New Directions in Antarctic Science

Global climate change will inexorably affect Australia’s climate and weather, its fringing oceans and its diverse natural ecosystems, in the coming decades. To meet these challenges, better predictions of future change are needed. However, the development of national policy — to realise the opportunities and minimise the risks of future environmental change — demands a high level of scientific understanding.

Antarctica and the high latitude Southern Ocean are especially relevant to Australia because of their proximity and influence on regional climate processes, and the importance of the Southern Ocean to our marine industries. Thus, Australia’s Antarctic science program plays a significant role in advancing our understanding of how global climate processes arise, how they interact with the natural environment and what their consequences might be.

To support this understanding, a new Science Strategy has been proposed by the Antarctic Science Advisory Committee for the five-year period 2004/05–2008/09. Unlike the previous Strategic Plan, which was based on scientific disciplines (such as glaciology, biology and oceanography), the new Strategy is underpinned by multidisciplinary research and focuses on four priority science programs:

  • Ice, Ocean, Atmosphere and Climate
  • Southern Ocean Ecosystems
  • Adaptation to Environmental Change
  • Impacts of Human Activities in the Antarctic.

Each of the priority programs has developed a set of strategic questions that it will address during the life of the Strategy. What is the role of the cryosphere in the global climate system and sea-level change? How are Southern Ocean ecosystems structured? What are the consequences of Antarctic environmental change and how do high latitude ecosystems, communities and species respond to change? Are Antarctic ecosystems more vulnerable to human activities than those of other regions? These are a few examples of what our scientists will be working on over the next five years. All proposals for research in the priority areas will be externally refereed and only the highest quality will be supported.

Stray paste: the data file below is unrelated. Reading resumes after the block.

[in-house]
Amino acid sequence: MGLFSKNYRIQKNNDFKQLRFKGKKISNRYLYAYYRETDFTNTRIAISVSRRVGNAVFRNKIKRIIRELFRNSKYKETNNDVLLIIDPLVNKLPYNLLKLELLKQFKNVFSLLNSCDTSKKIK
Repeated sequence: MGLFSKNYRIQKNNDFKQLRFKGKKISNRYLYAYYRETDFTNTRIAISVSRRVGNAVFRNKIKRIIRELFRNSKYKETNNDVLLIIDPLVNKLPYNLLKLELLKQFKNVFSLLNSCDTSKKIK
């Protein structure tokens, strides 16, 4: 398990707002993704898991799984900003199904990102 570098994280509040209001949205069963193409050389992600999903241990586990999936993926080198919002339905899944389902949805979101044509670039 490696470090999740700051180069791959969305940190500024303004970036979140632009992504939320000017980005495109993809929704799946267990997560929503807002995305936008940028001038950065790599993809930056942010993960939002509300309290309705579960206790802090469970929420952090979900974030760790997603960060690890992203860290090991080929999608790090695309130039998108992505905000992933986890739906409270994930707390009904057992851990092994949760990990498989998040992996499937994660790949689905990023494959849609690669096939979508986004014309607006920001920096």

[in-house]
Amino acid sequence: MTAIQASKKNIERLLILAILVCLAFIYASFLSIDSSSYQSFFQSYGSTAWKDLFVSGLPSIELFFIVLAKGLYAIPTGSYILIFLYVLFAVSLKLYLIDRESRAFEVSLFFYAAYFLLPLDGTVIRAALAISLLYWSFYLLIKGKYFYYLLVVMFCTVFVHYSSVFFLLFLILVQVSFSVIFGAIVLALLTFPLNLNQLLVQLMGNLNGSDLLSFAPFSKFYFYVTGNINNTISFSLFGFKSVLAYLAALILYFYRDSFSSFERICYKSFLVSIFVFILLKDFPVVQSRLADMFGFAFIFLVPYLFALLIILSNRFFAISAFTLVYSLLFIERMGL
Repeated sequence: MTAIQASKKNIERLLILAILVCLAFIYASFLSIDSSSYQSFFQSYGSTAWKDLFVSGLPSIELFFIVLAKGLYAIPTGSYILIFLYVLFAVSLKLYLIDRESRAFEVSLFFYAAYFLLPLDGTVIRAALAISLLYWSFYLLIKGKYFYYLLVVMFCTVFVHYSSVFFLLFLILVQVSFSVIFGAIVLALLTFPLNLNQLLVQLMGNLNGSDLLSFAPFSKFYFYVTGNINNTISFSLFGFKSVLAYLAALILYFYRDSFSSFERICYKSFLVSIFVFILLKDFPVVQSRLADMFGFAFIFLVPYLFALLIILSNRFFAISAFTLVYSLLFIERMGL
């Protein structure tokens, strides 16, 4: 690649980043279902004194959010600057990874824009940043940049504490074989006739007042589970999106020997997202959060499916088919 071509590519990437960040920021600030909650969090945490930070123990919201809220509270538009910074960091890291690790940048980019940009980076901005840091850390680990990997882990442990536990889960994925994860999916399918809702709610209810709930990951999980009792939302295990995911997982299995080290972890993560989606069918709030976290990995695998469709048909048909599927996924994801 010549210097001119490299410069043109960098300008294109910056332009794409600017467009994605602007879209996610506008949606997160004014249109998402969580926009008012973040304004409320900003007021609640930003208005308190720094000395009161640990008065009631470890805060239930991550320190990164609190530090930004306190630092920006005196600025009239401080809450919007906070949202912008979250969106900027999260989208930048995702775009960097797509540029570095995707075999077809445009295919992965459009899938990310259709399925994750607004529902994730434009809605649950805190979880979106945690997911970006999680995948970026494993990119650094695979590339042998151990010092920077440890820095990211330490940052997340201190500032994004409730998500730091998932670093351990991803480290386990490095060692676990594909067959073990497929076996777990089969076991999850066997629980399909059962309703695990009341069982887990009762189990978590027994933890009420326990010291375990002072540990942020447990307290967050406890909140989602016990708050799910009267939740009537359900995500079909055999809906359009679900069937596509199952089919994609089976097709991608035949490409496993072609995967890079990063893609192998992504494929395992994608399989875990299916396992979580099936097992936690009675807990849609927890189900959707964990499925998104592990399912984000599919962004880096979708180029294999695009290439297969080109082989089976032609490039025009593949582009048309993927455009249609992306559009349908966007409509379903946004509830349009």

Fundamental or basic science will not be left out in the cold. The Australian Antarctic Program will continue to support research that does not fall into one of the priority programs, provided that it is of high quality and does not make enhanced demands on logistic and support facilities. Further information on the Science Strategy and priority programs is available on the AAD website. Copies of the Science Strategy are available from the Chief Scientist.

Michael Stoddart
Chief Scientist,
Australian Antarctic Division

Australian Antarctic Science Grants

This year’s $760 000 in grants for Australian Antarctic science was distributed amongst 54 projects that predominantly fall into the four priority science categories. Projects include:

  • Understanding the role of ice shelves in the global climate system.
  • Investigating the importance of sea ice as a major source of primary production for Antarctic food webs.
  • Exploration of ocean water masses and their sensitivity to climate change.
  • The impact of ozone depletion on marine microbes.
  • The influence of El Niño on the Antarctic and subantarctic
  • Geological studies into the formation of the Earth’s crust, climate change, sea level change and changes to the sea floor and oceanic circulation since the break-up of Gondwana.
  • Examining various aspects of Southern Ocean seabirds and seals that are needed to assist with their conservation.